The attack by militants on an Indian air base in Pathankot in 2016 was followed by a spate of eerily similar attacks emanating from the Pakistani side of the Line of Control (LoC) that separates India from Pakistan. The militants had the same intention each time: to attack security personnel and military infrastructure in India. In the multiple terror attacks that have followed since Pathankot (namely, in Kupwara, Gurdaspur, Pampore, Khwaja Bagh, Pulwama, Poonch, Uri, Udhampur, Nagrota and Pampore, a second time), Indian security personnel have faced a war of attrition and seemingly insurmountable odds against an unconventional enemy that sneaks in through hostile and unfriendly terrain.
Persistent cross-border terrorism from the Pakistani side of the LoC has continued unabated, specifically targeting military bases and personnel. For the Indian soldiers, manning a challenging melange of dense forests, hilly terrain and snow, where more than one-third of the barbed-wire fencing is damaged by snow each winter, has proved physically lethal and mentally tiring. Under these circumstances, “surgical strikes” conducted by the Indian military in September last year, on militant launch pads across the LoC, appeared to be an unprecedented response from New Delhi to cross-border terrorism. But did the strikes serve their purpose?
India’s Lowering Threshold
India’s declared nuclear policy of “no first use” and “credible minimum deterrence”, together with its conventional non-aggressive foreign policy inspired by its leadership of the Non-Alignment Movement (NAM) and, to some extent, the bilateral ceasefire agreement that was signed in 2003 between India and Pakistan, went a long way in shaping India’s traditional policy of strategic restraint towards Pakistan.
For years, things had come to such a pass that cross border firing, ceasefire violations, terrorist infiltration from across the LoC, and even attacks on security personnel in Jammu and Kashmir had become the new hackneyed normal for New Delhi. These were complemented by terror attacks on Indian military bases near the border and the 2008 Mumbai terror attacks in which more than 160 people lost their lives and many more were injured.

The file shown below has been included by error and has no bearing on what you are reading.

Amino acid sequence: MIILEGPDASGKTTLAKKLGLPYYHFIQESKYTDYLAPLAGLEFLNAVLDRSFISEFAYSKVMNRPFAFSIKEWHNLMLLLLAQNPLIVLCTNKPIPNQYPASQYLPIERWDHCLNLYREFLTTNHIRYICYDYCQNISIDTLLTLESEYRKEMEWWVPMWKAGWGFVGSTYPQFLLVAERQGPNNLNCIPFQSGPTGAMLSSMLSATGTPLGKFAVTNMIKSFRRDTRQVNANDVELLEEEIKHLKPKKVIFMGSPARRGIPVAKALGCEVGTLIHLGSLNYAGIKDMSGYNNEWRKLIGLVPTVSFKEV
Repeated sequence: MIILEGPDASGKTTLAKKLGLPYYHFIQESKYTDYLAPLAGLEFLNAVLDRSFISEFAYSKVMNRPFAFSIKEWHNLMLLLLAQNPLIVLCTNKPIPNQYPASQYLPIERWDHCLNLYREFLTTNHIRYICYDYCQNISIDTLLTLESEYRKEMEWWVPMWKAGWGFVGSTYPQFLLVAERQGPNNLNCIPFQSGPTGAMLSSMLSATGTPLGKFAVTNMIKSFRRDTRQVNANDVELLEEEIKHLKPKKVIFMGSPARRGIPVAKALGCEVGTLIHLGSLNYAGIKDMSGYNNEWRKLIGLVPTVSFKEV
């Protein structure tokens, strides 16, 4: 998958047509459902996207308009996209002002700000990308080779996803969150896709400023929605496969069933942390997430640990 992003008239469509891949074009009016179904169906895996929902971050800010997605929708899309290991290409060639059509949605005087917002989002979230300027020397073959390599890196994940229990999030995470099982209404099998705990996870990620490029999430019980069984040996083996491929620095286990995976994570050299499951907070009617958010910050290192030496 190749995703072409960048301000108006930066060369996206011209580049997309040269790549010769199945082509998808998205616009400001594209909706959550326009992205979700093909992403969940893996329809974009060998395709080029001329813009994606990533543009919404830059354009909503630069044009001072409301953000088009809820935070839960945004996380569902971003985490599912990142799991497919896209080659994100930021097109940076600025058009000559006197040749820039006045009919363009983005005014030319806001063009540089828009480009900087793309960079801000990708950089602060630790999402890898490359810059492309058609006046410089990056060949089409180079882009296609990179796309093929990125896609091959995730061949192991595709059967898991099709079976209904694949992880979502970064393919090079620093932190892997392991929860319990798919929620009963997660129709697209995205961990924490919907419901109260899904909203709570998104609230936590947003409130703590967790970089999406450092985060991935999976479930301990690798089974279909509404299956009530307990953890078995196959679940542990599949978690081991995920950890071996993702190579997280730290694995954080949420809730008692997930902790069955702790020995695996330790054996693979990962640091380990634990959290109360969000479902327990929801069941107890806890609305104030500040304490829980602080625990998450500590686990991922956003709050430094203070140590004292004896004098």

This strategy of persistent limited escalation through trained and equipped terror elements from across the LoC suited the Pakistan intelligence agency’s (ISI) motives and, by extension, the Pakistan military’s too. Much of Pakistan’s motives behind continued limited escalation lay in testing India’s retaliatory threshold. India’s lack of punitive retaliation after small skirmishes caused Islamabad to assume that New Delhi wouldn’t retaliate. The logic in Pakistan was that if India did not retaliate after the Mumbai attacks, there was little possibility that it would do so in the case of low-intensity terror attacks.
This strategy has often been tacitly and sometimes overtly backed by Islamabad’s threat of using nuclear weapons against India. Pakistan’s nuclear arsenal has grown rapidly over the last few years and is currently assessed as arguably the fastest growing nuclear weapons stockpile in the world. The threat of nuclear weapons has long been used by Pakistan to make up for its conventional military deficit apropos India.
A change of thought was crucial on India’s part in effecting an appropriate response to the rise in militancy in the border areas. What has irked the Indian side most is the rather definite support and involvement of Pakistan’s state institutions in tolerating, supporting and even furthering cross-border terrorism. To that extent, the surgical strikes undertaken as a response by the Indian government to sustained militant attacks from the Pakistani side of the LoC had a new purpose: to reset the quantum and manner of India’s response to cross-border militancy. Its intended goal, however, seems far from having been achieved.
Paradigm Shifts Signalled by the Surgical Strikes